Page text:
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AP photo by Sue Ogrocki / Oklahoma softball players celebrate with the trophy after beating Big 12 and border rival Texas to win the Women's College World Series on Thursday night in Oklahoma City.

OKLAHOMA CITY — Oklahoma and Texas facing off as the Women's College World Series finalists this week put softball's national spotlight on their border rivalry and the conference they call home.

Unfortunately for the Big 12, the Sooners and the Longhorns will soon be taking their talents to the Southeastern Conference.

Both schools are set to join the SEC by July 2025, when the powerhouse conference will grow to 16 members and likely become even more formidable.

Oklahoma completed a 59-3 season Thursday night, when the top-seeded Sooners beat unseeded Texas 10-5 to sweep the best-of-three title series at the WCWS. The Longhorns (47-22-1), who lost 16-1 in the series opener Wednesday, were in the NCAA finals for the first time.

It was the sixth national championship for Oklahoma — and the program's fifth in the past nine NCAA tournaments under coach Patty Gasso — but the current SEC has battled the Sooners every step of the way. Florida won national titles in 2014 and 2015 and was runner-up in 2011 and 2017. Alabama won the championship in 2012 and was runner-up in 2014, while Tennessee was runner-up in 2013 and Auburn was runner-up in 2016.

Florida was the only current SEC team to make it to Oklahoma City for the eight-team WCWS this year, but all 12 teams in the conference made the NCAA tourney's 64-team field and five of them were regional hosts.

"We're obviously in a very prideful league," Florida coach Tim Walton said. "It's a league of great coaches, great facilities, great athletic directors, great programs, great tradition-rich programs."

There will be two more top-notch programs with the addition of Oklahoma and Texas, which is emerging as a contender under coach Mike White. White believes this season's run, although the best yet, is just the beginning.

He said seniors such as Hailey Dolcini, Mary Iakopo and Janae Jefferson have left the program at a good launching point.

"That's what all those seniors can say they did — they've left the jersey in a better place," he said. "We've set all sorts of new records and standards for our program. We're not the standard of Oklahoma. I get that. But this program is rising. That's what we want."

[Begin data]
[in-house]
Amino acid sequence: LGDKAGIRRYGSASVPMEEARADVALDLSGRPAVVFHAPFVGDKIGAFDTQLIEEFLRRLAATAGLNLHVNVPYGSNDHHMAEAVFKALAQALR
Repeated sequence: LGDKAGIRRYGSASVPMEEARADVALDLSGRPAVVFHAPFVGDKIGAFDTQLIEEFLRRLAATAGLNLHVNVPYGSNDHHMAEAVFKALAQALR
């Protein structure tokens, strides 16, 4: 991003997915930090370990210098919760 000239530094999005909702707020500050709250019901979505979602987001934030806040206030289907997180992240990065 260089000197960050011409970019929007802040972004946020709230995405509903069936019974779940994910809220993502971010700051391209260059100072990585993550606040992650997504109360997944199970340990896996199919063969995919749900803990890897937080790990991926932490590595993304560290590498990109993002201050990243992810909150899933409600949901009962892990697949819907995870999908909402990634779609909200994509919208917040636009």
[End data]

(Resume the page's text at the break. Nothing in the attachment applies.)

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AP photo by Sue Ogrocki / Texas softball players watch from the dugout in the final inning of their Women's College World Series game against Oklahoma on Thursday night in Oklahoma City.

Texas hadn't been to the WCWS since 2013, but now the Longhorns appear ready for the SEC.

"It was a really hard job building this thing from where we were," said White, who took over in 2019. "We were in a pretty tough place."

Oklahoma has a bright future as well and should be in good position to make the move. NFCA first-team All-Americans Jayda Coleman and Tiare Jennings are sophomores, while Jordy Bahl was the national freshman of the year and completed a 22-1 season in the circle as the winning pitcher Thursday.

"One thing about Sooner softball, and I've seen it year in and year out, is they just continue to get better," said Oklahoma slugger Jocelyn Alo, a fifth-year senior whose final two college seasons included back-to-back championships and player of the year honors. "I don't know what holds next year, but I know that they could be (in the running) for the best team, too, and for years to come."

The two programs will also bring a longstanding border rivalry to the SEC that can compete with any existing in the league. The Sooners-Longhorns softball series has been one-sided in recent years, but Oklahoma won 38 straight games to start this season before losing at Texas, and postseason success brought them together in Oklahoma City.

Should it be considered a true rivalry again?

"We hadn't beat them in years," Dolcini said, "and finally getting that one win — OK, you can kind of start to call it that again and keep competing with them."

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